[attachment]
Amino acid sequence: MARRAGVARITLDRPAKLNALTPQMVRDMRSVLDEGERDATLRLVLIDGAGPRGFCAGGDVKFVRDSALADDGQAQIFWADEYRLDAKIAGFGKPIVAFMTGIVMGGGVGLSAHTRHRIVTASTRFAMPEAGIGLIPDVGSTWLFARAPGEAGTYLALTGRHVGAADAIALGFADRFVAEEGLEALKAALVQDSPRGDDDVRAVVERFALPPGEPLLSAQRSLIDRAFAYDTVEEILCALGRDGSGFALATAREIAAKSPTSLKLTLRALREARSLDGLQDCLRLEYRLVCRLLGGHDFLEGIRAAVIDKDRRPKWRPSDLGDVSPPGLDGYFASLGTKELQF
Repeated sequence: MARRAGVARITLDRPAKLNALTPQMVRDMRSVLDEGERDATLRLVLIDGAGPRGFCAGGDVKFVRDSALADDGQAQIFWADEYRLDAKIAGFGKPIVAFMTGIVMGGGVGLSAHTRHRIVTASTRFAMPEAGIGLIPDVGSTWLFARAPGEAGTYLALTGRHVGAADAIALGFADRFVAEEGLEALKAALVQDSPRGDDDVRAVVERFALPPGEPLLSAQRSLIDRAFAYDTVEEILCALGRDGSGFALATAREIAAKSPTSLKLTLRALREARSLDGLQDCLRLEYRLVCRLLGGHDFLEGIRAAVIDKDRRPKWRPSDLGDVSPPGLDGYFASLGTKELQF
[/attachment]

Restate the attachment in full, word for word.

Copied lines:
Amino acid sequence: MARRAGVARITLDRPAKLNALTPQMVRDMRSVLDEGERDATLRLVLIDGAGPRGFCAGGDVKFVRDSALADDGQAQIFWADEYRLDAKIAGFGKPIVAFMTGIVMGGGVGLSAHTRHRIVTASTRFAMPEAGIGLIPDVGSTWLFARAPGEAGTYLALTGRHVGAADAIALGFADRFVAEEGLEALKAALVQDSPRGDDDVRAVVERFALPPGEPLLSAQRSLIDRAFAYDTVEEILCALGRDGSGFALATAREIAAKSPTSLKLTLRALREARSLDGLQDCLRLEYRLVCRLLGGHDFLEGIRAAVIDKDRRPKWRPSDLGDVSPPGLDGYFASLGTKELQF
Repeated sequence: MARRAGVARITLDRPAKLNALTPQMVRDMRSVLDEGERDATLRLVLIDGAGPRGFCAGGDVKFVRDSALADDGQAQIFWADEYRLDAKIAGFGKPIVAFMTGIVMGGGVGLSAHTRHRIVTASTRFAMPEAGIGLIPDVGSTWLFARAPGEAGTYLALTGRHVGAADAIALGFADRFVAEEGLEALKAALVQDSPRGDDDVRAVVERFALPPGEPLLSAQRSLIDRAFAYDTVEEILCALGRDGSGFALATAREIAAKSPTSLKLTLRALREARSLDGLQDCLRLEYRLVCRLLGGHDFLEGIRAAVIDKDRRPKWRPSDLGDVSPPGLDGYFASLGTKELQF